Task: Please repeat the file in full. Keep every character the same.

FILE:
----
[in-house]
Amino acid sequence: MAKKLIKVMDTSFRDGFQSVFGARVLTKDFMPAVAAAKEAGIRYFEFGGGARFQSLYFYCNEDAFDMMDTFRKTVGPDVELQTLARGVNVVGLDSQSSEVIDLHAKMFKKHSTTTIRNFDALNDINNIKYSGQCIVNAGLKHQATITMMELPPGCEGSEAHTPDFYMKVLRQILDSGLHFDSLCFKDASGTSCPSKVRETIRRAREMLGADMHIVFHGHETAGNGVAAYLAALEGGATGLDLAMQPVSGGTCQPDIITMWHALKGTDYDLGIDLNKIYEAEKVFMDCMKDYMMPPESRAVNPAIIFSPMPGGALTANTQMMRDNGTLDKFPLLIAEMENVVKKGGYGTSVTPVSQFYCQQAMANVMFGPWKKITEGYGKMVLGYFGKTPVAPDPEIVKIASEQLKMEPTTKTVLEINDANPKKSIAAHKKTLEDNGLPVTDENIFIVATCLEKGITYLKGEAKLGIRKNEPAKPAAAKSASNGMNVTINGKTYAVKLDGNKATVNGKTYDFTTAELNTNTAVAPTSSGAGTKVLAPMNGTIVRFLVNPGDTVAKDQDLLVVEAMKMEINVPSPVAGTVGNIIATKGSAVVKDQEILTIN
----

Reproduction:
[in-house]
Amino acid sequence: MAKKLIKVMDTSFRDGFQSVFGARVLTKDFMPAVAAAKEAGIRYFEFGGGARFQSLYFYCNEDAFDMMDTFRKTVGPDVELQTLARGVNVVGLDSQSSEVIDLHAKMFKKHSTTTIRNFDALNDINNIKYSGQCIVNAGLKHQATITMMELPPGCEGSEAHTPDFYMKVLRQILDSGLHFDSLCFKDASGTSCPSKVRETIRRAREMLGADMHIVFHGHETAGNGVAAYLAALEGGATGLDLAMQPVSGGTCQPDIITMWHALKGTDYDLGIDLNKIYEAEKVFMDCMKDYMMPPESRAVNPAIIFSPMPGGALTANTQMMRDNGTLDKFPLLIAEMENVVKKGGYGTSVTPVSQFYCQQAMANVMFGPWKKITEGYGKMVLGYFGKTPVAPDPEIVKIASEQLKMEPTTKTVLEINDANPKKSIAAHKKTLEDNGLPVTDENIFIVATCLEKGITYLKGEAKLGIRKNEPAKPAAAKSASNGMNVTINGKTYAVKLDGNKATVNGKTYDFTTAELNTNTAVAPTSSGAGTKVLAPMNGTIVRFLVNPGDTVAKDQDLLVVEAMKMEINVPSPVAGTVGNIIATKGSAVVKDQEILTIN